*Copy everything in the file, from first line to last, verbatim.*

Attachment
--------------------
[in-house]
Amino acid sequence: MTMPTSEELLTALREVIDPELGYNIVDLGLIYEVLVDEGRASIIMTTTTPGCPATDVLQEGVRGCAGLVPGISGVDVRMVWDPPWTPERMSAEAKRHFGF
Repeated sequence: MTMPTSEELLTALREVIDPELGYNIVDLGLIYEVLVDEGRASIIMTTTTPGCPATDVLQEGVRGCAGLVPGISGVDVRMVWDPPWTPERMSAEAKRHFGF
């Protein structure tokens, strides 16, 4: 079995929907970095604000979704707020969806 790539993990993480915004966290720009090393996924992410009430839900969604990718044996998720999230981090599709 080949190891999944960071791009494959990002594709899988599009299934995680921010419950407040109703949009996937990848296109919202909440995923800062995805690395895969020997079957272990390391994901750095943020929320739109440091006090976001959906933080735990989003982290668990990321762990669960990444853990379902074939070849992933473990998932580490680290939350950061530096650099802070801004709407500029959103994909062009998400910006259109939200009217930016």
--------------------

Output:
[in-house]
Amino acid sequence: MTMPTSEELLTALREVIDPELGYNIVDLGLIYEVLVDEGRASIIMTTTTPGCPATDVLQEGVRGCAGLVPGISGVDVRMVWDPPWTPERMSAEAKRHFGF
Repeated sequence: MTMPTSEELLTALREVIDPELGYNIVDLGLIYEVLVDEGRASIIMTTTTPGCPATDVLQEGVRGCAGLVPGISGVDVRMVWDPPWTPERMSAEAKRHFGF
């Protein structure tokens, strides 16, 4: 079995929907970095604000979704707020969806 790539993990993480915004966290720009090393996924992410009430839900969604990718044996998720999230981090599709 080949190891999944960071791009494959990002594709899988599009299934995680921010419950407040109703949009996937990848296109919202909440995923800062995805690395895969020997079957272990390391994901750095943020929320739109440091006090976001959906933080735990989003982290668990990321762990669960990444853990379902074939070849992933473990998932580490680290939350950061530096650099802070801004709407500029959103994909062009998400910006259109939200009217930016």